My Lords, I suppose this is in the nature of an experiment. This is the first time we have had an opportunity to go into detail about the new world that beckons, whichever side of the Brexit divide one is on. At some point in the future, whether sooner or later, the UK will certainly be faced with making a very large number of these treaties. We need to get used to wading through them and investigating in detail.
I had only a short time to go through the agreements on the Order Paper, but I was left reeling, not only from the pages that dealt with the individual tariff lines—I know I will have to do more work on these because of the Government’s announcement today. Even so, it was a pretty scary moment to try to realise exactly what was going on there, equally so to recognise the point made by the noble Baroness, Lady Neville-Rolfe, that a modern trade agreement is not just about widgets and physical objects but trade in services, attitudes, approaches, commitments to work together, future developments—all sorts of areas. It is a very complex area. I do not think one quite has a sense of how that works in practice until one reads the raw text.
The noble Lord, Lord Purvis, is right to ask us to dwell on how the process works. Obviously, the committee’s work is exemplary in this way. It may have been short of time and the necessary expertise, but it certainly managed to get access to quite a lot of information. It is full of information that would be very difficult to get if one did not have access to our expert support. It is very useful to give an initial sense of what we are really up against and to take the benefit of those who have gone before us. I do not think there is much more, other than to listen to the Minister’s response, which I am sure will be very fair and cover all the ground.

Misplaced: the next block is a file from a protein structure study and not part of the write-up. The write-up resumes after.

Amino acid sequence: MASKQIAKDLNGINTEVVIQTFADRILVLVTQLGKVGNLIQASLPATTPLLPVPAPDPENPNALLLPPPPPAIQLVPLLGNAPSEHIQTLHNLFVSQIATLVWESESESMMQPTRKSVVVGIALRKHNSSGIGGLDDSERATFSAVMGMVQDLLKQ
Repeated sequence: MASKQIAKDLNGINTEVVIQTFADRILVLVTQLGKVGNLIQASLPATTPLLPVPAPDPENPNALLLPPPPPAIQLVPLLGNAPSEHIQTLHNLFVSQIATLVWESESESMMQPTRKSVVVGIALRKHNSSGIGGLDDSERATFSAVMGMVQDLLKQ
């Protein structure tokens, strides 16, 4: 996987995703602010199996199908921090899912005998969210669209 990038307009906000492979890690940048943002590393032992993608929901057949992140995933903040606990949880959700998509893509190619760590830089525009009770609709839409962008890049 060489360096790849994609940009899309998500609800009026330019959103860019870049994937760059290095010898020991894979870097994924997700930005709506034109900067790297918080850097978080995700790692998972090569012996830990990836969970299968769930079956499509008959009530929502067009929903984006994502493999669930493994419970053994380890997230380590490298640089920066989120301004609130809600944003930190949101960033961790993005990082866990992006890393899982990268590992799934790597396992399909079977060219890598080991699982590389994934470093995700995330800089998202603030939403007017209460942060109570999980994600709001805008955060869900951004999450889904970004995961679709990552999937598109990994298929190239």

I want to flag up that I will be looking at these with one particular issue—investment—in mind. That should not be a surprise, since I have been raising this issue over all these trade agreements over a period of time. I looked through the agreements on the Order Paper today and could only find one reference to investment in Article 39 of the agreement establishing an economic partnership agreement between eastern and southern African states and the UK. Is this the only one with an investment chapter in it? Will the noble Baroness comment on whether that is a trend or just the way things are? I probably know the answer to that.
Given that this one has an investment chapter in it, what is the meaning behind paragraph 1(e) of Article 39? It says that the parties recognise the importance of investment and the objectives in this case are to,
“develop a legal framework that promotes investment by both Parties, with a view to promoting and protecting investment and work towards harmonised and simplified procedures and administrative practices”.
Does this mean motherhood and apple pie, or is it code for some new system of secret courts meeting in secret locations and taking decisions on investment with an adverse effect on the political and social economy of the countries concerned? I may have extended slightly to make my point, but I would be grateful for a response.